What would it be like to devote your entire life to creating an attractive piece of art? Just ask the Bowerbird
, a group of unique birds found in Australia and New Guinea. Why are they unique? Well, like you, they like to show off and impress others. Like you, they spend a lot of time collecting things. And like you, they decorate their homes and dance around when someone comes to visit. Okay, maybe you don’t exhibit all of those behaviors, but humans do like to accessorize themselves and decorate their homes and belongings. Just think about your bedroom, living room or front yard. Instead of ornamenting these types of living spaces, Bowerbirds decorate their bowers. A bower is a structure built by a male bird for attracting a mate. Bowers are not for nesting or shelter. Their sole use is to attract female bowerbirds. A bower is an extended phenotype
, which is an external structure that can be altered through natural selection, in this case sexual selection.
The females select males based on many criteria, one of which is a dance
. Yep, the males show off their best dance routine. Some of those dance moves could even upstage our pop icons. But it takes more than dancing to win a mate. These Bowerbirds have certain cognitive abilities like spatial awareness and problem solving that allow them to build complex bowers. Humans share these cognitive abilities with bowerbirds, which explains why these actions sound so familiar. As scientists learn more about animal behavior, they see we share many cognitive abilities with animals.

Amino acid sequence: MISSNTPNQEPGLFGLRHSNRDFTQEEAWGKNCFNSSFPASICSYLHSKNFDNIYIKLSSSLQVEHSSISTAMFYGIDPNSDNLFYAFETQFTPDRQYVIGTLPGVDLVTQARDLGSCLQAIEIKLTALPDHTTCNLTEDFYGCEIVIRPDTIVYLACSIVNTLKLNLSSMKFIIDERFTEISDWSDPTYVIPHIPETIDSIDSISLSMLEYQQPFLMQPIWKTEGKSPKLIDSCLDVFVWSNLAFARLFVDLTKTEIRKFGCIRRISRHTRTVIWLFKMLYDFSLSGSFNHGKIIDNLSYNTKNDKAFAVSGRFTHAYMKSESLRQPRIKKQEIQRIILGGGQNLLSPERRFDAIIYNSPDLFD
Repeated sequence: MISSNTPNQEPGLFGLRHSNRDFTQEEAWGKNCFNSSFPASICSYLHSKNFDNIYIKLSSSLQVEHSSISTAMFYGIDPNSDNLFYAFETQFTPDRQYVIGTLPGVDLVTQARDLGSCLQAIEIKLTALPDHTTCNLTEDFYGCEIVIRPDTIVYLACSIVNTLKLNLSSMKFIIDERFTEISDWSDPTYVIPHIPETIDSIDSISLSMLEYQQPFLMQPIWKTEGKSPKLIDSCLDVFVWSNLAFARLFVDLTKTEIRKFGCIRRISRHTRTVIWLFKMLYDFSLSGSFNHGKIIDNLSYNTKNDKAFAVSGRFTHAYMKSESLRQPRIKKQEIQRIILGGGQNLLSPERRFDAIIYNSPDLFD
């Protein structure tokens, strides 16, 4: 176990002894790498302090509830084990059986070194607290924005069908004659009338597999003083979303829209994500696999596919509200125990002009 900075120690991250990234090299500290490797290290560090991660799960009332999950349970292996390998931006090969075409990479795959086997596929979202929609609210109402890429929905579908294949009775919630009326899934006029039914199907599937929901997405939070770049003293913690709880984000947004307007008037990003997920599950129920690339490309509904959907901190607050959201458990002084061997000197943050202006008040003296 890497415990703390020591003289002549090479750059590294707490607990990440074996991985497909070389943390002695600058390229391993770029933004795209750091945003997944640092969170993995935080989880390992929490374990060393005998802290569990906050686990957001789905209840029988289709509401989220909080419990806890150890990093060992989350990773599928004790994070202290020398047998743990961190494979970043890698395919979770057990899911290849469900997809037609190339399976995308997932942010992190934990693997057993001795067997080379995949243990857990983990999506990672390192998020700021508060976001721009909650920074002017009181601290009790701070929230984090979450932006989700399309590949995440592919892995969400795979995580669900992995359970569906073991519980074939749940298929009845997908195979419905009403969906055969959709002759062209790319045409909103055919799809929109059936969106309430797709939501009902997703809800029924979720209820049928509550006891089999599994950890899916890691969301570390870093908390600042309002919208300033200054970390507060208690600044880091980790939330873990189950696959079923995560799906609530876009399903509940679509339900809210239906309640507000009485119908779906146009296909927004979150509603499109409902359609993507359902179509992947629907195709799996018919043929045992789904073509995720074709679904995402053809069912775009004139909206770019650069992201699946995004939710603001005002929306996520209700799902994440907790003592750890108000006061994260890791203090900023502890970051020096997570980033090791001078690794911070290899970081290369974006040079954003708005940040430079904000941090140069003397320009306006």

At OMSI, Wild Minds: What Animals Really Think
is an exhibition that explores these concepts of animal cognition. The other part of the exhibition is at the Oregon Zoo, where you can observe the magnificent animals and see animal cognition in action. The exhibition, developed by the New York Hall of Science, was made possible by the National Science Foundation (NSF,) and allowed OMSI and the Oregon Zoo to partner in bringing the message of animal cognition to the public. You will find demonstrations and exhibit pieces at both institutions. At OMSI, the exhibition is in the Life Hall and is accompanied by daily demonstrations, usually between 10am-1pm. The exhibition will be on display until August 19.
One such demonstration is of course about Bowerbirds! Using the same cognitive abilities of Bowerbirds, we gathered a bunch of local items and let visitors design and build bowers based on what they think is attractive. Dancing is optional during the demonstration, but hilarious when it happens. We will send along a binder full of these photos (examples below) to other museums that will eventually showcase the Wild Minds exhibition. Visitors at these museums will be able to add to the collection, so we might see what bowers look like from “habitats” across the country.
Let us know how you would decorate your bower, better yet, show us!